Instead of making a masthead fitting, I glued some large hex bolts into the top, head down (I had left extra wood here for this purpose) and a large eyebolt for the halliard.  Stainless steel eyes were screwed to the bolts.  A certain amount of tooth-sucking from various parties has resulted from this, with dire warnings of fatigue because the eyes are not meant to be used in this way.  But they’re very big!  Finally, I used the said eyes to suspend the mast while I painted it my favourite shade of turquoise, which colour I intend to use on my boat when I repaint her.


While waiting for glue to dry, etc, I had prepared the old rig to be removed.  New Zealand yacht clubs and marinas rarely have their own mast cranes and masts are left in boats for decades at a time, apparently without problem.  The usual route for me to have taken would have been to hire a crane, but this was going to cost several hundred dollars and I don’t have many.  Instead I consulted with my friend Dick, on Irene, one of the most competent sailors it has been my good fortune to meet.  Brought up around smacks and Thames barges, Dick knows how to use low cunning instead of raw power.  We arranged to bring Joshua alongside his Irene – a large gaff ketch – and use her gear for pulling out the mast.  My friend Ulla assisted, Pat took photos and provided tea and the whole thing went like clockwork, as anyone who knows Dick would have anticipated.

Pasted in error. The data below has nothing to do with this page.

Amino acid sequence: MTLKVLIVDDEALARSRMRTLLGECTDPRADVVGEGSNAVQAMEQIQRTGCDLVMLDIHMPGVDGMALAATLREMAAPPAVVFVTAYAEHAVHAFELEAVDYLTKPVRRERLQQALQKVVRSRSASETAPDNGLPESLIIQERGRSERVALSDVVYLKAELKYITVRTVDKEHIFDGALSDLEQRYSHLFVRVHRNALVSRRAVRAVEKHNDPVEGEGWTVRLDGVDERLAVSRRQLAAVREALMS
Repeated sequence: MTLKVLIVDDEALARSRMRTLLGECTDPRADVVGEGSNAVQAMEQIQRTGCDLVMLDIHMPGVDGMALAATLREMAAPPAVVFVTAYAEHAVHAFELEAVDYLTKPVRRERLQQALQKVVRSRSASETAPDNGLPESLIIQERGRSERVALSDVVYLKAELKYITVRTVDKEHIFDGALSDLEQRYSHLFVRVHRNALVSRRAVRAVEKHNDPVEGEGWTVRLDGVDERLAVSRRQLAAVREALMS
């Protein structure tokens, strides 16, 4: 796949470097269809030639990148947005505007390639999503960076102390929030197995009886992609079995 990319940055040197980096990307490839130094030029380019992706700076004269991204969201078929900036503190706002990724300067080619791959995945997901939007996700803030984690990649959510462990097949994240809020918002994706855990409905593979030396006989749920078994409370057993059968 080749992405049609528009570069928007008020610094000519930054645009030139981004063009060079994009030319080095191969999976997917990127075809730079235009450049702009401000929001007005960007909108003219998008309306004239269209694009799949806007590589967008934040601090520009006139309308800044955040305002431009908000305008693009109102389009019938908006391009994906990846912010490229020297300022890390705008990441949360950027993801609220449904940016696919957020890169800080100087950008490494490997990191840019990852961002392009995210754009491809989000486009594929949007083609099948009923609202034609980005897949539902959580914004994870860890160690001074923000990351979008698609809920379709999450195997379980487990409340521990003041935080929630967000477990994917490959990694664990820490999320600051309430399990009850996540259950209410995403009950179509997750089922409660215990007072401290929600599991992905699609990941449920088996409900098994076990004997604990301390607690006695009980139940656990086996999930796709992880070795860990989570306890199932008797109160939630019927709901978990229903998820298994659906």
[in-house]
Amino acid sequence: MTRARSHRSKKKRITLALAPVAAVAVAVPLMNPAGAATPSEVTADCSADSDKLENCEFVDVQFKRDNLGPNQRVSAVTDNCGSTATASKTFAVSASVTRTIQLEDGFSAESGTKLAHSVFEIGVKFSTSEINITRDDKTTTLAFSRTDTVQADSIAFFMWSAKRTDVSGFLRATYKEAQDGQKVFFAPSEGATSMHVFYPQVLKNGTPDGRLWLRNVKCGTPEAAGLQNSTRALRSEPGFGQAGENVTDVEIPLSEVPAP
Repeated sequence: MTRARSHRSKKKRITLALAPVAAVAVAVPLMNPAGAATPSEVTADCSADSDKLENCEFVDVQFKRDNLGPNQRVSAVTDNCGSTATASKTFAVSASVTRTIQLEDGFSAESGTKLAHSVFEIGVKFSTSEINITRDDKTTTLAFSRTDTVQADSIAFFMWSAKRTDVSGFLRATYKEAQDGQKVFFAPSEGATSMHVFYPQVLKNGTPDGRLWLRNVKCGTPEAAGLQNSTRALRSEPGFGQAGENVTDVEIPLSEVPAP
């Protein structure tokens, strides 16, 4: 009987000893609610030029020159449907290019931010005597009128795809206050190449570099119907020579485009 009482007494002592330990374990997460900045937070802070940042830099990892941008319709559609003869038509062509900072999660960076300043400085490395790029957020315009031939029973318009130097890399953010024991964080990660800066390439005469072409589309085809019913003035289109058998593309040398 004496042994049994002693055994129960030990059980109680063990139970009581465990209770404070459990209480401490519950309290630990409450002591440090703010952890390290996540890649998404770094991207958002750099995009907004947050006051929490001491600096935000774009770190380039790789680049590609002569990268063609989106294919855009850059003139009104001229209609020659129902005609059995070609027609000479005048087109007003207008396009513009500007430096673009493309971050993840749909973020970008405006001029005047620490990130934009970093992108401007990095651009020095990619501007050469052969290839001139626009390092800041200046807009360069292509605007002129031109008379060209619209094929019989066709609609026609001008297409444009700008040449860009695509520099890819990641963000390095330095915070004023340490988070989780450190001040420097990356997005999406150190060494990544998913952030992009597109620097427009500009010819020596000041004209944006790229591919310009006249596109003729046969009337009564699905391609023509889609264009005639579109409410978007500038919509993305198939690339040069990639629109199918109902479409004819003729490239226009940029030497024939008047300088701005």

That done, I now had to reinforce the deck, make a large hole in it and line said hole with substantial partners.  I then had to fit a mast step at the correct angle and distance so that the mast would go in as planned, with a forward rake of 6º.  This rake is for two reasons: the first was to keep the mast out of my bed, the second to assist the sail to hang out when running in very light winds, in a slop.  I tend to emphasise the latter reason when asked about my forward leaning mast!

Had I made the mast and partners out of wood, I should have ended up with overly large structures, so I bit the bullet and asked a local metalworker to make them for me out of stainless steel.  Galvanised would have been as good, but they would have to be sent to Christchurch to be galvanised (assuming the works had survived the earthquakes) which I reckoned would cost almost as much as the extra expense of stainless.  When Bob presented me with the heart-stopping bill, explaining how much welding gas he had needed, I wondered if I had made the correct decision!  Still and all, they are very well built and robust.  So with plenty of what the Kiwis refer to as bog, plywood on deck and a hefty piece of mahogany below, I fitted the partners.